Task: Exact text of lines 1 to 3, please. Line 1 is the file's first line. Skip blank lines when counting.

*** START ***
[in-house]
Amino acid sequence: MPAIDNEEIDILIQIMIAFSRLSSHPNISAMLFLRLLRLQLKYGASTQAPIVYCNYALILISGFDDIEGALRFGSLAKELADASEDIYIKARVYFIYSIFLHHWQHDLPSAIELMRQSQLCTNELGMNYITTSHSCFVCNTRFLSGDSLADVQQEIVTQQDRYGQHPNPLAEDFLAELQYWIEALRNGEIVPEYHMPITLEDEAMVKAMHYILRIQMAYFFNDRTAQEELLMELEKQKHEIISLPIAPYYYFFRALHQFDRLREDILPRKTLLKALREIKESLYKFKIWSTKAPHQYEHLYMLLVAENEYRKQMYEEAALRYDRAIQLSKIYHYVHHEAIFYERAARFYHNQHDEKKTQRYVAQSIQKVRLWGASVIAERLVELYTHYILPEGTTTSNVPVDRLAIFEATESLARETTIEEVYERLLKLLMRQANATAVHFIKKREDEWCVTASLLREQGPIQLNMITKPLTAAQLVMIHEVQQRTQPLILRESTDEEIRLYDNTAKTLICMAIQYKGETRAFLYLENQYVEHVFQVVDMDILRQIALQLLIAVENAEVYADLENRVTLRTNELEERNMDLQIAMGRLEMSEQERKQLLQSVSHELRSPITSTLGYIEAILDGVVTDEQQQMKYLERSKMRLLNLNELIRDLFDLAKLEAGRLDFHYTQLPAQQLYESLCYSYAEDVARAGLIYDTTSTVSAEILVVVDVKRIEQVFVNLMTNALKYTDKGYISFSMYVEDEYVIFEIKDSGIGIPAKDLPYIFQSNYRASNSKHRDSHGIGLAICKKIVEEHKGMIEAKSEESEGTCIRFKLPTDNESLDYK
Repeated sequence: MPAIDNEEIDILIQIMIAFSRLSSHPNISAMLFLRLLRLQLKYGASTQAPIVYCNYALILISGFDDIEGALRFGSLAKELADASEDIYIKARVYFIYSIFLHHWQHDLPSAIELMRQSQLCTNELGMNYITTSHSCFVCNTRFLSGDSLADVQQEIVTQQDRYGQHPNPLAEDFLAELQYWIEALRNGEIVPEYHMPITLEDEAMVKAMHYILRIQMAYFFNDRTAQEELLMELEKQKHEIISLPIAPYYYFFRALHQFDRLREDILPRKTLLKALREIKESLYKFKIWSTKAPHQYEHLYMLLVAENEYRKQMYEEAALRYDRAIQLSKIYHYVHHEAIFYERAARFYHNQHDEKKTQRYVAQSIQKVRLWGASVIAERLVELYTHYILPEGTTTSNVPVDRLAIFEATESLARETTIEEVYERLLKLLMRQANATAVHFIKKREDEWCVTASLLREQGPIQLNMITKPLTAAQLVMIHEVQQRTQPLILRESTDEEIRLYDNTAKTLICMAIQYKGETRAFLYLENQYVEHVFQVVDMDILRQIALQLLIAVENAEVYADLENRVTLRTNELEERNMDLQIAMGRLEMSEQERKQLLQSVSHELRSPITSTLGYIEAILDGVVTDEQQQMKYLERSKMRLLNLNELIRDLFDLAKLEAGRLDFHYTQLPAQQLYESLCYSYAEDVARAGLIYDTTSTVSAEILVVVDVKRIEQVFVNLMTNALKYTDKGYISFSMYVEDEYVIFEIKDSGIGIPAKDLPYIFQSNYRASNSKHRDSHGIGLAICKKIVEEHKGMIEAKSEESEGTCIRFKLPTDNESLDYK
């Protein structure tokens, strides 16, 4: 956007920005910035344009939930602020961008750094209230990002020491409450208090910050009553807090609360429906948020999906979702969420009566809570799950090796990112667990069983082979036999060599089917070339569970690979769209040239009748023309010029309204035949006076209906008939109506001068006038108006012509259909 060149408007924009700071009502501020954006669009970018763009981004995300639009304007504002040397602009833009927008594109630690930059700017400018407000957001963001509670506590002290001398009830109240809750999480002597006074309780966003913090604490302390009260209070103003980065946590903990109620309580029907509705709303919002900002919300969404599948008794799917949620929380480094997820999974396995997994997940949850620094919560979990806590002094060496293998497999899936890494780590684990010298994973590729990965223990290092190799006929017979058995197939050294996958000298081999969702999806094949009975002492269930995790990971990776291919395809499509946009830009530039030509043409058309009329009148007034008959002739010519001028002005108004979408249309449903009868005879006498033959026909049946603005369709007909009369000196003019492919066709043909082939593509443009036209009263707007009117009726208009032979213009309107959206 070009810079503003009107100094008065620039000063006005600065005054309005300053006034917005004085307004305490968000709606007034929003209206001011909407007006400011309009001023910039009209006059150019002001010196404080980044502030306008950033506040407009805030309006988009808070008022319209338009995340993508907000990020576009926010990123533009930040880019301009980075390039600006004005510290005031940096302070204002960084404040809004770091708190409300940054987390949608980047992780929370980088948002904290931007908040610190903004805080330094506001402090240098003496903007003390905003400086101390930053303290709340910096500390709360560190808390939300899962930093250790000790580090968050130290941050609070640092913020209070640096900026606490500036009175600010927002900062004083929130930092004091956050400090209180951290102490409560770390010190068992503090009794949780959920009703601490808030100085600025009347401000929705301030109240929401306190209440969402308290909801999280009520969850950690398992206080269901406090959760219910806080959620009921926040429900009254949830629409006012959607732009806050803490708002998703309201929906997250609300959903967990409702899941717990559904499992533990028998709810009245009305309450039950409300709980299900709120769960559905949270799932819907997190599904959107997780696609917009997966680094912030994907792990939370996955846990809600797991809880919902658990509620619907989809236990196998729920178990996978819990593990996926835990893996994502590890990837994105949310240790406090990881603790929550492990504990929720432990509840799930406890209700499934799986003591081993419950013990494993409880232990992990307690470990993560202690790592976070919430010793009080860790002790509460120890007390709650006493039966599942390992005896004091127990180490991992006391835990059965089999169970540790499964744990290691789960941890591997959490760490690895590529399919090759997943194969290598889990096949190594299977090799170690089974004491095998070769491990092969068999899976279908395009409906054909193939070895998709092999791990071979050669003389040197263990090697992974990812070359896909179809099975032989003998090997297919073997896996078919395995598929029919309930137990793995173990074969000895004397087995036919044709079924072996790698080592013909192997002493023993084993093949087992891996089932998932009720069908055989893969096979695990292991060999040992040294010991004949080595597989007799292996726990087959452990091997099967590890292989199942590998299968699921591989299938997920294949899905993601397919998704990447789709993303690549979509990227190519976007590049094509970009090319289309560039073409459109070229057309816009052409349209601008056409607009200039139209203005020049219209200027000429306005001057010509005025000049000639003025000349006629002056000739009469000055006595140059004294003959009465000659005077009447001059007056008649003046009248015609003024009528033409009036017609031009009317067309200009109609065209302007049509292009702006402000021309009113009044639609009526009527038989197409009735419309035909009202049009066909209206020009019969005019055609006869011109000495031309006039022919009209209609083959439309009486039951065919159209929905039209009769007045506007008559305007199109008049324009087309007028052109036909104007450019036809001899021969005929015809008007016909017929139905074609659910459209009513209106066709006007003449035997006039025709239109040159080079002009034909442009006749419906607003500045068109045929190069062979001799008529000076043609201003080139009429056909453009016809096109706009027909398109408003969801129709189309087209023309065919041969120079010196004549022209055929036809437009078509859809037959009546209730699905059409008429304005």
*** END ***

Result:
[in-house]
Amino acid sequence: MPAIDNEEIDILIQIMIAFSRLSSHPNISAMLFLRLLRLQLKYGASTQAPIVYCNYALILISGFDDIEGALRFGSLAKELADASEDIYIKARVYFIYSIFLHHWQHDLPSAIELMRQSQLCTNELGMNYITTSHSCFVCNTRFLSGDSLADVQQEIVTQQDRYGQHPNPLAEDFLAELQYWIEALRNGEIVPEYHMPITLEDEAMVKAMHYILRIQMAYFFNDRTAQEELLMELEKQKHEIISLPIAPYYYFFRALHQFDRLREDILPRKTLLKALREIKESLYKFKIWSTKAPHQYEHLYMLLVAENEYRKQMYEEAALRYDRAIQLSKIYHYVHHEAIFYERAARFYHNQHDEKKTQRYVAQSIQKVRLWGASVIAERLVELYTHYILPEGTTTSNVPVDRLAIFEATESLARETTIEEVYERLLKLLMRQANATAVHFIKKREDEWCVTASLLREQGPIQLNMITKPLTAAQLVMIHEVQQRTQPLILRESTDEEIRLYDNTAKTLICMAIQYKGETRAFLYLENQYVEHVFQVVDMDILRQIALQLLIAVENAEVYADLENRVTLRTNELEERNMDLQIAMGRLEMSEQERKQLLQSVSHELRSPITSTLGYIEAILDGVVTDEQQQMKYLERSKMRLLNLNELIRDLFDLAKLEAGRLDFHYTQLPAQQLYESLCYSYAEDVARAGLIYDTTSTVSAEILVVVDVKRIEQVFVNLMTNALKYTDKGYISFSMYVEDEYVIFEIKDSGIGIPAKDLPYIFQSNYRASNSKHRDSHGIGLAICKKIVEEHKGMIEAKSEESEGTCIRFKLPTDNESLDYK
Repeated sequence: MPAIDNEEIDILIQIMIAFSRLSSHPNISAMLFLRLLRLQLKYGASTQAPIVYCNYALILISGFDDIEGALRFGSLAKELADASEDIYIKARVYFIYSIFLHHWQHDLPSAIELMRQSQLCTNELGMNYITTSHSCFVCNTRFLSGDSLADVQQEIVTQQDRYGQHPNPLAEDFLAELQYWIEALRNGEIVPEYHMPITLEDEAMVKAMHYILRIQMAYFFNDRTAQEELLMELEKQKHEIISLPIAPYYYFFRALHQFDRLREDILPRKTLLKALREIKESLYKFKIWSTKAPHQYEHLYMLLVAENEYRKQMYEEAALRYDRAIQLSKIYHYVHHEAIFYERAARFYHNQHDEKKTQRYVAQSIQKVRLWGASVIAERLVELYTHYILPEGTTTSNVPVDRLAIFEATESLARETTIEEVYERLLKLLMRQANATAVHFIKKREDEWCVTASLLREQGPIQLNMITKPLTAAQLVMIHEVQQRTQPLILRESTDEEIRLYDNTAKTLICMAIQYKGETRAFLYLENQYVEHVFQVVDMDILRQIALQLLIAVENAEVYADLENRVTLRTNELEERNMDLQIAMGRLEMSEQERKQLLQSVSHELRSPITSTLGYIEAILDGVVTDEQQQMKYLERSKMRLLNLNELIRDLFDLAKLEAGRLDFHYTQLPAQQLYESLCYSYAEDVARAGLIYDTTSTVSAEILVVVDVKRIEQVFVNLMTNALKYTDKGYISFSMYVEDEYVIFEIKDSGIGIPAKDLPYIFQSNYRASNSKHRDSHGIGLAICKKIVEEHKGMIEAKSEESEGTCIRFKLPTDNESLDYK